Recently, Connecticut Governor Daniel P. Malloy (D.) signed into law Public Act No. 15-196, titled “An Act Concerning Pay Equity and Fairness” (the Act). The Act encourages wage transparency by barring employers from prohibiting employees from voluntarily discussing their wages with other employees and/or with third parties. The Act is now effective.


The Act applies to all Connecticut employers, regardless of size. Employer is defined as “any individual, corporation, limited liability company, firm, partnership, voluntary association, joint stock association, the state and any political subdivision thereof, and any public corporation within the state using the services of one or more employees for pay.” “Any individual employed or permitted to work by an employer” is a covered employee.

The Act provides that an employer cannot prohibit:

  • an employee from disclosing or discussing the amount of his or her wages or the wages of another employee that have been voluntarily disclosed; or
  • an employee from inquiring about the wages of another employee.

Additionally, an employer may not require an employee to sign a waiver or other document that denies the employee’s right to:

  • disclose or discuss the amount of his or her wages or the wages of another employee of such employer that have been disclosed voluntarily by such other employee; or
  • inquire about the wages of another employee.

The Act’s anti-retaliation provisions prohibit an employer’s abilities to discharge, discipline, discriminate against, retaliate against, or otherwise penalize any employee who discloses or discusses the amount of his or her wages or the wages of another employee that have been disclosed voluntarily by such other employee; or any employee who inquires about the wages of another employee. The Act does not require any employer or employee to disclose the amount of wages paid to any employee.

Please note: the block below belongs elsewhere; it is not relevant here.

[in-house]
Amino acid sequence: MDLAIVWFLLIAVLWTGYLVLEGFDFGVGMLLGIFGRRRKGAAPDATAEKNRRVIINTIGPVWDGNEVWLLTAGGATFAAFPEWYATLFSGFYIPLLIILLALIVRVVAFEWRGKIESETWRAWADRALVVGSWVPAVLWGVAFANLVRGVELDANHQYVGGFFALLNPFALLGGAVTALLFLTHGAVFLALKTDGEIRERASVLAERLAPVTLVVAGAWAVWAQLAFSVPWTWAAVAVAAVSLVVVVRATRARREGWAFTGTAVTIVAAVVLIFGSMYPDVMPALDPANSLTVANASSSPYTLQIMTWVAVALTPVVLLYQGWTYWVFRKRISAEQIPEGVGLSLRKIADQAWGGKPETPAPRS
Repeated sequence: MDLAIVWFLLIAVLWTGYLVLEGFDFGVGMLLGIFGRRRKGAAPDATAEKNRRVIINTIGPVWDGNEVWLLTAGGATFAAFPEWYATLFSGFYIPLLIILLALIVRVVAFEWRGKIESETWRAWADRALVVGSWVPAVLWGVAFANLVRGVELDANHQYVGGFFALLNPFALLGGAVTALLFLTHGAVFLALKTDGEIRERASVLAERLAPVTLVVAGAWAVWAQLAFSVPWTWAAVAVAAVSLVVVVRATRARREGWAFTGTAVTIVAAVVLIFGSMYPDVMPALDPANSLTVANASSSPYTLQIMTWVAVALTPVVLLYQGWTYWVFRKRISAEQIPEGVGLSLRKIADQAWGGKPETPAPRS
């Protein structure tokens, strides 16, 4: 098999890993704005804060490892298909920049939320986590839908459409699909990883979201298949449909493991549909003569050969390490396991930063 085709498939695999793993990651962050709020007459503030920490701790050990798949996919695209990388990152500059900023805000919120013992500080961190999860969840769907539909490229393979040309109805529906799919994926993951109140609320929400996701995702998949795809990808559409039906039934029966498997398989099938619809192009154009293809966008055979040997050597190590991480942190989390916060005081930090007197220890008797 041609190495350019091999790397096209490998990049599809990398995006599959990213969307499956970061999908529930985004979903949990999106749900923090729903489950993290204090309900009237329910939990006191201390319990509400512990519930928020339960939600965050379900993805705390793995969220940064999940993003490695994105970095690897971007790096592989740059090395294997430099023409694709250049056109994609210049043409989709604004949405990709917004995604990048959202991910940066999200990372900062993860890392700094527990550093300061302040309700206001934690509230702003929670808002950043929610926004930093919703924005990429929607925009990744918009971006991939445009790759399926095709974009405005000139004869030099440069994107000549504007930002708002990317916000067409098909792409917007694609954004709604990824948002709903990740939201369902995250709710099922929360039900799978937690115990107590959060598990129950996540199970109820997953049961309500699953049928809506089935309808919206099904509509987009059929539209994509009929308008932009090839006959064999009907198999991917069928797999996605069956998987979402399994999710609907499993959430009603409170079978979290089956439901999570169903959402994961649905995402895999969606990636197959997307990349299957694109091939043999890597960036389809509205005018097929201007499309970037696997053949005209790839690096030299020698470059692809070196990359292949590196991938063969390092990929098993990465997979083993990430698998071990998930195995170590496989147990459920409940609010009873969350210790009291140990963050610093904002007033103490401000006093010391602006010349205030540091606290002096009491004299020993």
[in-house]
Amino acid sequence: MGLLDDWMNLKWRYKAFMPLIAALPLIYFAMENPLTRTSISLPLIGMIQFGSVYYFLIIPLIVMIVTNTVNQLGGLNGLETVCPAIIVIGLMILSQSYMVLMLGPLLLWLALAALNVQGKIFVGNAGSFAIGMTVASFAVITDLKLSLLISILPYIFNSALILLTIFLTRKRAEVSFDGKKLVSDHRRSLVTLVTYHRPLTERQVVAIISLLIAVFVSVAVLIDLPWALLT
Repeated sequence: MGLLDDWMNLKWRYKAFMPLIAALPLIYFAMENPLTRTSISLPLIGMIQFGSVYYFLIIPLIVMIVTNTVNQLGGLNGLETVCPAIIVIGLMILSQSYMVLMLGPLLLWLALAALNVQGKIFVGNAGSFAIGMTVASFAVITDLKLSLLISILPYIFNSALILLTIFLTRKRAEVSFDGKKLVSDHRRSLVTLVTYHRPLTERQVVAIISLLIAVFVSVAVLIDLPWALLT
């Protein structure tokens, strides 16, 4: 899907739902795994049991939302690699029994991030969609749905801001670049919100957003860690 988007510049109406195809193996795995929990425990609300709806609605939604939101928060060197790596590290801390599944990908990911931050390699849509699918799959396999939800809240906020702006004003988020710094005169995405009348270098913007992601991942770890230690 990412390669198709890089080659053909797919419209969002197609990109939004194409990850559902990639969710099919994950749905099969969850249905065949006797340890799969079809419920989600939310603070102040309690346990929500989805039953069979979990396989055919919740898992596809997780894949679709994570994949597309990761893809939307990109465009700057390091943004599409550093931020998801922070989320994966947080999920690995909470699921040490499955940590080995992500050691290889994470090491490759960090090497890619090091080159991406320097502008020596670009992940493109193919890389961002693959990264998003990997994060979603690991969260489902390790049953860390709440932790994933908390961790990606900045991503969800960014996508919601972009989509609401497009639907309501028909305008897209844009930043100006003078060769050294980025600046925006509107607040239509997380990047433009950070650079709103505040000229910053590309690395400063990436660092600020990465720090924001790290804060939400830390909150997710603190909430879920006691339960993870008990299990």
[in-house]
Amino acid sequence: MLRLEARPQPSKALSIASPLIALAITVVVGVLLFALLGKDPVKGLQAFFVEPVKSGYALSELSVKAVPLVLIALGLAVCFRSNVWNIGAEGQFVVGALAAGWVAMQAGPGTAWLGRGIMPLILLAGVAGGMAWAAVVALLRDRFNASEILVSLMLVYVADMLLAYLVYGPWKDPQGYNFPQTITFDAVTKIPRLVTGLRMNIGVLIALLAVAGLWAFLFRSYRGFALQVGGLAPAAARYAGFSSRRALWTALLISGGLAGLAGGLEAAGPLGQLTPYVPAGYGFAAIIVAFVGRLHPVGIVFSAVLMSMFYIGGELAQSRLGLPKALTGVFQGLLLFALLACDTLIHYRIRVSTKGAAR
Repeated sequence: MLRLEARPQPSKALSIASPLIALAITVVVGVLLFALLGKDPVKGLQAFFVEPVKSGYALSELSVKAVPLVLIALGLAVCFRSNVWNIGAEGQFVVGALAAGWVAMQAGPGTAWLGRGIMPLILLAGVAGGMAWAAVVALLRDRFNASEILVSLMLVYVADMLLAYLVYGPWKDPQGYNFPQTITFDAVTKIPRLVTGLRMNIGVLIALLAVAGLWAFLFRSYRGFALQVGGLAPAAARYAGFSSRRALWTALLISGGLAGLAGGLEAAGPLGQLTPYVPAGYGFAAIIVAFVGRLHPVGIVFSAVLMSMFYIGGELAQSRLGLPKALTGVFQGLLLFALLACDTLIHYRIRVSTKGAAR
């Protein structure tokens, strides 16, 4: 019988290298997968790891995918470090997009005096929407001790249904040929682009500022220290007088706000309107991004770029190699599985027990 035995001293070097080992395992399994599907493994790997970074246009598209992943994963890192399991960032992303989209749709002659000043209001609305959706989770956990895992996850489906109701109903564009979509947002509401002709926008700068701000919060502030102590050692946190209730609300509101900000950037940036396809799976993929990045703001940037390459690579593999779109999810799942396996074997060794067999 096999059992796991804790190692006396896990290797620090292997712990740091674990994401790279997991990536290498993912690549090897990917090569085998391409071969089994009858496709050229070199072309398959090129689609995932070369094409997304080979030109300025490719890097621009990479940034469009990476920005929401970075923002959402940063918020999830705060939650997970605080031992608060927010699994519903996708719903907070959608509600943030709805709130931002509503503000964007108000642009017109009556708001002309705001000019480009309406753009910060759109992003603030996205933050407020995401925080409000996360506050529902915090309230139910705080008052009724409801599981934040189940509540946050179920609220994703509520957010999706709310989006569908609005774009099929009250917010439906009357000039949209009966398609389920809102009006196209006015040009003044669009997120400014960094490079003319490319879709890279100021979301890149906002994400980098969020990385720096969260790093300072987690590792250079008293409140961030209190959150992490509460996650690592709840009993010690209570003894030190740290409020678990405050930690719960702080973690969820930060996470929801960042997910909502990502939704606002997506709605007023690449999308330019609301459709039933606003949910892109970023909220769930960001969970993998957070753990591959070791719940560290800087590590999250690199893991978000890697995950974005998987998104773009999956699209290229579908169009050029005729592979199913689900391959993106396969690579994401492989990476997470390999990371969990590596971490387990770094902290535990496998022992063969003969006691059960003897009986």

The Act provides covered employees with a private right of action. Finally, damages for violations of the Act include compensatory and punitive damages, attorney’s fees and costs, and any other relief as determined appropriate by a court.


Section 7 of the National Labor Relations Act (NLRA) guarantees employees, whether unionized or not, the right to engage in “concerted activities for mutual aid or protection.” The National Labor Relations Board (NLRB) has interpreted this provision to provide two or more employees the right to discuss their pay and wages. Under Section 8 of the NLRA, employers are prohibited from “restraining” an employee’s right to engage in “concerted protected activity” under Section 7, and employers also are prohibited from retaliating against employees for exercising those rights. Similarly, the Act statutorily permits employees in Connecticut to discuss, disclose, or inquire about their or other employees’ wages.

Also of note, on July 7, 2015, the Office of Federal Compliance Contract Programs sent the Office of Management and Budget (OMB) its proposed final rule for implementation of President Obama’s Executive Order (EO) 13665, entitled “Non-Retaliation for Disclosure of Compensation Information.” EO 13665—issued on April 8, 2014—prevents federal contractors from retaliating against employees who voluntarily discuss or inquire about their own wages or the wages of other employees.


Statutes similar to the new Connecticut law have been passed in a number of other states. Twelve states—California, Connecticut, Colorado, Illinois, Louisiana, Maine, Michigan, Minnesota, New Jersey, Oregon, Vermont, and New Hampshire—have adopted some form of anti-wage secrecy legislation. New York Governor Andrew Cuomo (D.) is also expected to sign comparable legislation that was recently passed by the New York state legislature.


As noted above, the Act is already effective. Employers should consult with counsel to review handbooks, contracts, and policies in order to ensure compliance.